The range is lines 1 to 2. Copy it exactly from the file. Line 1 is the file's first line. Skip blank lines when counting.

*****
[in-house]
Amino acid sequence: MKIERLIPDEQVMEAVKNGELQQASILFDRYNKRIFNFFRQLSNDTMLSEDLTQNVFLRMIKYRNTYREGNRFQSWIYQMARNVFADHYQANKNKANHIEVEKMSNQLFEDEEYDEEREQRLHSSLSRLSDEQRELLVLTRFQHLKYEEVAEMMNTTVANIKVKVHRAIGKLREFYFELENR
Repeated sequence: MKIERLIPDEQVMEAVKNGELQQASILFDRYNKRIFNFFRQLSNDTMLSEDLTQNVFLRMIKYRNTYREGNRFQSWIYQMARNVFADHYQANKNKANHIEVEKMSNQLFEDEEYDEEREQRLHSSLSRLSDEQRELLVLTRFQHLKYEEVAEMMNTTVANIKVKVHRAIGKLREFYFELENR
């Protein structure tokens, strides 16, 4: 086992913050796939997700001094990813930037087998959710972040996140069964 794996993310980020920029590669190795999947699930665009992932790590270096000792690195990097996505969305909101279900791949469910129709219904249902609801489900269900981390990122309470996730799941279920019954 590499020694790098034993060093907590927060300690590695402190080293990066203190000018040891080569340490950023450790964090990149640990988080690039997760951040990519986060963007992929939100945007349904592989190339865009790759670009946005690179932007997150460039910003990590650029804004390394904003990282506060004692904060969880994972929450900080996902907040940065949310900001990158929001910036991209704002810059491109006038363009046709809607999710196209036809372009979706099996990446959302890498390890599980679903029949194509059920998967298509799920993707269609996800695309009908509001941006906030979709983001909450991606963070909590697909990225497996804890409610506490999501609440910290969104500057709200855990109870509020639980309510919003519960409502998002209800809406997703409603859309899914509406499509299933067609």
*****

[in-house]
Amino acid sequence: MKIERLIPDEQVMEAVKNGELQQASILFDRYNKRIFNFFRQLSNDTMLSEDLTQNVFLRMIKYRNTYREGNRFQSWIYQMARNVFADHYQANKNKANHIEVEKMSNQLFEDEEYDEEREQRLHSSLSRLSDEQRELLVLTRFQHLKYEEVAEMMNTTVANIKVKVHRAIGKLREFYFELENR